BOC files rezoning application for 113 townhouses

At their June 16 meeting, the Dawson County Board of Commissioners voted to file an 18.9-acre rezoning for a 113-unit rental development at Beartooth Parkway and Dawson Village Way through July 7.

The commissioners wanted more time to confirm stipulations to which the developer had agreed to move a planned trash can, slightly increase the length of the driveway and not park on the street.

“I would like to look at the 21 against 25 feet [length]because we have always pushed for a minimum throat depth of 25 [feet]said Emory Dooley, District 4 Commissioner and Vice Chairman of the BOC.

Wisconsin-based developer Continental Properties requested that the land be rezoned from Commercial Highway Business to Residential Multi-Family to build 133 “Avanterra” duplexes and triplexes at a density of six units per acre.

During her presentation to Commissioners, Senior Director of Developmental Services Sara Johnson explained Continental’s decision to build residences in Dawson County, highlighting

his company’s other Georgia locations in McDonough, Newnan and Cartersville.

She also shared some of Continental’s market research metrics, noting that over the past three years, demand has “far exceeded supply” in the Dawson County area.

“The occupancy rate in this submarket is currently at 97.6%, which tells us that there is a need for additional housing in the area,” she said.

If approved, Avantterra Dawson’s duplex and triplex homes would have between one and four bedrooms and cost between $1,800 and $2,600 in base rent. Amenities would include a clubhouse, pool, grilling area and sundeck, 24/7 fitness center, pet play area, smart home technology , a valet bin and a number of enclosed courtyards.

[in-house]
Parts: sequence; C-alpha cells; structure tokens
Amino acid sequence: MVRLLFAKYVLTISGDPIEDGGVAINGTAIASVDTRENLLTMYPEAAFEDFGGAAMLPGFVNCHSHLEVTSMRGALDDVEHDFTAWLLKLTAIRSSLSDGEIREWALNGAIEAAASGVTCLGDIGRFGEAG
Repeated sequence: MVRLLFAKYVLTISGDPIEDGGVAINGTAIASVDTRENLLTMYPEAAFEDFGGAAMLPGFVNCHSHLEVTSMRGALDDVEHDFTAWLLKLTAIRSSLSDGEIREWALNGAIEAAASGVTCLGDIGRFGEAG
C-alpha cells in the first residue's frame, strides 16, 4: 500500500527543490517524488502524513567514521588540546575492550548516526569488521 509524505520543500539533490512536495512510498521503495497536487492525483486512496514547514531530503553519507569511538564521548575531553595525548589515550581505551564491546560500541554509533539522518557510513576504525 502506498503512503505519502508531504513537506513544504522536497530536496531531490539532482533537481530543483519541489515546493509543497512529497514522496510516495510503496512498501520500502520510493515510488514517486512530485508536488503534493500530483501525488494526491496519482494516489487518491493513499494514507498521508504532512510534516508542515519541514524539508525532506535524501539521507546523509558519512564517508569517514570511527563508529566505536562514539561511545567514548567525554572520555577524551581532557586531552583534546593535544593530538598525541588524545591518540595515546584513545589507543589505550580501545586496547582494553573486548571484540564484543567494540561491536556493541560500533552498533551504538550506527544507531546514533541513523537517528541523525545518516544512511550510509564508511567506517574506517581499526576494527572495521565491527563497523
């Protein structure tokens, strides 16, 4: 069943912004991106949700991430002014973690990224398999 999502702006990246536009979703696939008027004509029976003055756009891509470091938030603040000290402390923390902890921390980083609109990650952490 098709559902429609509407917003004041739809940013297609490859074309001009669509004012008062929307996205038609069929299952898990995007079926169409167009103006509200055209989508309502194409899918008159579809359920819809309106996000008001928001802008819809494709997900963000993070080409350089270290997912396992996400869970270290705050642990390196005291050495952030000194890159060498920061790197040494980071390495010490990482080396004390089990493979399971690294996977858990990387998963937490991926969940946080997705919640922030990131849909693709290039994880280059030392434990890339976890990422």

The subdivision would include a single lot with all-rental residences, and Continental would manage it internally.

Concept plans show access points exiting from Ga. 53 and Beartooth Parkway, with right and right entry from the side of the property bordering Ga. 400, for four total accesses.

Bryan Young, a former public works project manager for the county, also spoke on behalf of Continental, explaining that the developer did not conduct a traffic study since its neighbor, Manor Lake Assisted Living and Memory case , has no deceleration or similar lane. .

He pointed out that Beartooth Parkway has a posted speed limit of 20 mph, and according to county subdivision regulations, 25 mph is the threshold for the deceleration lane.

“With all of the multiple hotspots going in all directions, it feels like traffic can disperse evenly across multiple high points throughout the day,” Young said.

Regarding the driveway issue, Johnson mentioned that they had adjusted the plan from the initial submission of the application so that all resident cars would be in driveways away from the right-of-way.

Last month, the Planning Commission voted unanimously to recommend approval of the rezoning, with the stipulation that the developer have 25 feet between the face of each garage and the curb.

Johnson presented slides showing that 21 feet would suffice for parking spaces, specifying that there would be 21 feet in front of the sidewalk and an additional five feet before the street or sidewalk.